And suddenly, it seemed the ethicists and moralists woke up with the introduction of GenAI as a tipping point of social media. Big tech was taken to task in a Senate hearing and Elon Musk (love him or hate him) is suing OpenAI (that he helped found) for breaching the trust of its mission. But typical Musk also started a new company entirely focused on AI. Talk about a contradiction … or another effort to get even more attention by demanding the media’s fascination with everything Musk.

So, for the record, let’s review recent developments.


Any conversation about AI has to start with clarity of what AI is or is not.  As we have written, GenAI is not a thing. It is not an entity.  It is a tool programmed by humans and triggered by prompts from humans to churn out information distilled from the body of information originally created by humans. That information has come from “learning sets of data” that include the archives of The New York Times and many other publishers across the globe. The pattern is clear: Information is written by humans, all of whom have known and unknown biases. When GenAI coughs out garbage or seems to hallucinate, we must consider the sources that fed it in the first place. AI, by definition, is objective and incapable of independent reasoning, so it has to distill masses of information to find a logical answer across a diverse backdrop of biases. If you think about it, AI struggles to determine fact and truth based on often unreliable or unstable input and biased prompts. And all input and prompts are created by human beings.

Using Our Minds

Yes, but. AI has the uncanny ability to appear as though it has autonomy and agency when it hallucinates and mangles the facts with misinformation. We have pounded the pavement many times writing on the importance of using our minds. AI is deepening that necessity as its use by humans requires vigilance and critical thinking to discern truth from fiction. Those skills are not as commonly taught in our schools to help children learn how to think analytically. This is a subject for another day, but if we are educating a next-gen society without training them to know how to differentiate, GenAI may indeed succeed at a higher level of cognition than our kids.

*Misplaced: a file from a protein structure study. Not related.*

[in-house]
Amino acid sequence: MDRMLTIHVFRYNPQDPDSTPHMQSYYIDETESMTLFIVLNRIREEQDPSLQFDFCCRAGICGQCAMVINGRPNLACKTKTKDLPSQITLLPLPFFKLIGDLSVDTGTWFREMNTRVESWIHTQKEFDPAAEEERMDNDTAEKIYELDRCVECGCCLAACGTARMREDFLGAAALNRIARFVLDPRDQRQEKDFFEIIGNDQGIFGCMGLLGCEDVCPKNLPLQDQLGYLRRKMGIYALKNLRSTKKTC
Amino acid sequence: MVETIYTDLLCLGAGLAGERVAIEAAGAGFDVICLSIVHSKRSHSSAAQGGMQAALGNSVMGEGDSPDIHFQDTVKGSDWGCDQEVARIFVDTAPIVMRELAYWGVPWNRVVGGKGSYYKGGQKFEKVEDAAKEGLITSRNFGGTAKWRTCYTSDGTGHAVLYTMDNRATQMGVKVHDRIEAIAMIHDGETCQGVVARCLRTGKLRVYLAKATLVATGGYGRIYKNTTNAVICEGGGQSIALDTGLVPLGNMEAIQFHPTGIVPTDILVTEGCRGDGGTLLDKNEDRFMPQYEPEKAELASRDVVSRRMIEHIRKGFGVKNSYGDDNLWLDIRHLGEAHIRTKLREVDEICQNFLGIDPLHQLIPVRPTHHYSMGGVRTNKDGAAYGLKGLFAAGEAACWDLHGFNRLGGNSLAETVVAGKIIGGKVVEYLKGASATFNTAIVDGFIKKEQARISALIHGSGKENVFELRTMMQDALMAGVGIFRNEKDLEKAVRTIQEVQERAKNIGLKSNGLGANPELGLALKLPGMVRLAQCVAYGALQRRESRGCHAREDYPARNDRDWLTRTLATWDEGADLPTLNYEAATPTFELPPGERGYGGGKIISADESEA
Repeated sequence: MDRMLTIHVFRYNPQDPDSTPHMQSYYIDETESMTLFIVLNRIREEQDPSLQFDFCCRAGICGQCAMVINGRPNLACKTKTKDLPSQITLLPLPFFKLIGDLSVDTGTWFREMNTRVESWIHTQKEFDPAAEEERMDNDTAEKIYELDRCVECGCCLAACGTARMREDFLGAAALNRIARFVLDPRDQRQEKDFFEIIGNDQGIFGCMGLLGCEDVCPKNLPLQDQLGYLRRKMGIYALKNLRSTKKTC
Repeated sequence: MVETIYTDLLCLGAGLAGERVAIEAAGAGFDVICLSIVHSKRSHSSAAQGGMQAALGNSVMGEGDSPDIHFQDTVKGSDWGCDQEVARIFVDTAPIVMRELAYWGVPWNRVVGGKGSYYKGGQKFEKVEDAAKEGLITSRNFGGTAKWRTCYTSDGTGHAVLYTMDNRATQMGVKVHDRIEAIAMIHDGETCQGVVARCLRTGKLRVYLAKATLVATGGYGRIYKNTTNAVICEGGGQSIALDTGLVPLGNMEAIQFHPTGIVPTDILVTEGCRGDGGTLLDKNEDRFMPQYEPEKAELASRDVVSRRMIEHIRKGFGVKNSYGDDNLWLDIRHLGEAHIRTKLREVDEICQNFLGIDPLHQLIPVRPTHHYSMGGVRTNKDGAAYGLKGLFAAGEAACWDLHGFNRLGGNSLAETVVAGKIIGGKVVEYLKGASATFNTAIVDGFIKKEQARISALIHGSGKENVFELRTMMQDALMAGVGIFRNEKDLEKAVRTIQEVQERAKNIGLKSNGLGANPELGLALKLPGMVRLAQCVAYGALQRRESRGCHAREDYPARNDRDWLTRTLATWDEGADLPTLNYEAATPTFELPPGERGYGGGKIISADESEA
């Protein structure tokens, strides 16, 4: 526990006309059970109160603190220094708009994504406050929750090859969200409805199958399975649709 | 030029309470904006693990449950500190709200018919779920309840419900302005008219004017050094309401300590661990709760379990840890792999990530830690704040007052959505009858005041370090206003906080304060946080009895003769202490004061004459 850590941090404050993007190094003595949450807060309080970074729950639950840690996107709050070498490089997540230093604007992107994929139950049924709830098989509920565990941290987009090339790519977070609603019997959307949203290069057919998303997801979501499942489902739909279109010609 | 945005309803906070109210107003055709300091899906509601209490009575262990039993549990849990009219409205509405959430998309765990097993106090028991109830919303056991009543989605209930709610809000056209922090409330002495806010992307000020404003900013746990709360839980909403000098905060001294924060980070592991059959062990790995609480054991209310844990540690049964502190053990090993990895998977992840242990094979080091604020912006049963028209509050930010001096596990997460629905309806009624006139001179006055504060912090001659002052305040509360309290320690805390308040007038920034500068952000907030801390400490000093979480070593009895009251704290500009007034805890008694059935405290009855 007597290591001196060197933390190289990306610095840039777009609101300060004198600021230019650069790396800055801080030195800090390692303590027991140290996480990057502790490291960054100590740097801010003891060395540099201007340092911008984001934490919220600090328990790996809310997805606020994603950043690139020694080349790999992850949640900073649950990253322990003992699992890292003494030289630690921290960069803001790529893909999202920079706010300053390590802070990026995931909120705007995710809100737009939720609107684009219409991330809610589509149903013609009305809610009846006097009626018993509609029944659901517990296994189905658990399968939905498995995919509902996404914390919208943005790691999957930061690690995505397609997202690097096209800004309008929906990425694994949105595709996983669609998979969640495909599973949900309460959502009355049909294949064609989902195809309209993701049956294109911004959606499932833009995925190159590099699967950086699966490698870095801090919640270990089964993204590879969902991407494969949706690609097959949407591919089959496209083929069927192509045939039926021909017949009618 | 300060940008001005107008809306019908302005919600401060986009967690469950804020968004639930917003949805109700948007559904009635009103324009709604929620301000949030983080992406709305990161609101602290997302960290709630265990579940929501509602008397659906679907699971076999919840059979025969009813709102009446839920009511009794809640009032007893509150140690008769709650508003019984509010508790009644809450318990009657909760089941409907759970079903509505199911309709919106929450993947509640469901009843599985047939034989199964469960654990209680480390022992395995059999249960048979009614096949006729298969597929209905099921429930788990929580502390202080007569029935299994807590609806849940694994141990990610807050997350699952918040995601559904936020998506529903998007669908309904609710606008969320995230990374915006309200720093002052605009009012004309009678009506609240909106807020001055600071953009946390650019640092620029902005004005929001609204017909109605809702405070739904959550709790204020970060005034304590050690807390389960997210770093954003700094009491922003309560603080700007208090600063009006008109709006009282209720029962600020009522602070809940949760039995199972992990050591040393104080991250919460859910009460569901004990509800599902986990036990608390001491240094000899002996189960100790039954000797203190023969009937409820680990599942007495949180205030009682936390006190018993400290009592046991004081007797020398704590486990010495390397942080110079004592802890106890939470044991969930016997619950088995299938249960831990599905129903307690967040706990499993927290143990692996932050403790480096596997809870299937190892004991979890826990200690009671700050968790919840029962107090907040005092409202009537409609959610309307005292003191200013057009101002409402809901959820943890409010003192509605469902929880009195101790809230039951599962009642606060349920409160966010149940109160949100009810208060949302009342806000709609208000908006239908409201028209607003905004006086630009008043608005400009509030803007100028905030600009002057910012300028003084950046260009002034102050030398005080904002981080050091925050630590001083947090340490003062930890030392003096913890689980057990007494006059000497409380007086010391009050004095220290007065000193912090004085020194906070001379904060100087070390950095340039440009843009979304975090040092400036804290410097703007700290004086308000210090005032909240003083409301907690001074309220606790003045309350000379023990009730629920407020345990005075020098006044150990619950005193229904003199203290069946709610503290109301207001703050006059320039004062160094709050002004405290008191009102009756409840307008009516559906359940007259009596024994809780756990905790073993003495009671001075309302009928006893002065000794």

AI Successes

AI/ML have been the backbone of many of our industries for decades.  It enabled the RNA Covid vaccine breakthrough.  It has unlocked tech solutions for supply chain management. It has propelled marketing to a more efficient level of designing systems to match products with customers. It reads X-rays better than technicians. It has sped up the transportation industry. It runs fast food systems, fertilizes crops in our farm fields, and creates sizing and fit solutions for the fashion industry. There’s a good chance that everything you use every day has been touched by AI/ML. Just ask Siri or Alexa, your personal AI instruments [powered by AI and filled with information about AI.

Calculated Risk

When speculating about the potential of AI, it’s useful to go to an expert.  As reported by David Marchese in The New York Times, “45-year-old computer scientist Yejin Choi, a 2022 recipient of the prestigious MacArthur genius grant, has been doing groundbreaking research on developing common sense and ethical reasoning in AI.” She said, “There is a bit of hype around AI potential, as well as AI fear. It has the feeling of adventure,” when asked if humans will ever create sentient intelligence. She adds, “Currently I am skeptical. I can see that some people might have that impression, but when you work so close to AI, you see a lot of limitations. Whenever there are a lot of patterns and a lot of data, AI is very good at processing that — certain things like the game of Go or chess. But humans have this tendency to believe that if AI can do something smart like translation or chess, then it must be really good at all the easy stuff too. The truth is, what’s easy for machines can be hard for humans and vice versa. You’d be surprised how AI struggles with basic common sense.”

Quartz adds, “Unlike humans, who have both conscious and subconscious thought processes, AI mostly uses statistical and symbolic reasoning. So, it struggles with tasks that require intuition, gut feeling, and implicit knowledge, which often inform human critical thinking and emotional intelligence. Those traits will continue to be irreplaceable in the evolving job market.”


As reported recently by CNBC, “Google CEO Sundar Pichai said that the company is working around the clock on a fix for its artificial intelligence image generator tool. He said ‘the company is creating new processes for AI product launches. We have offended our users and shown bias.’”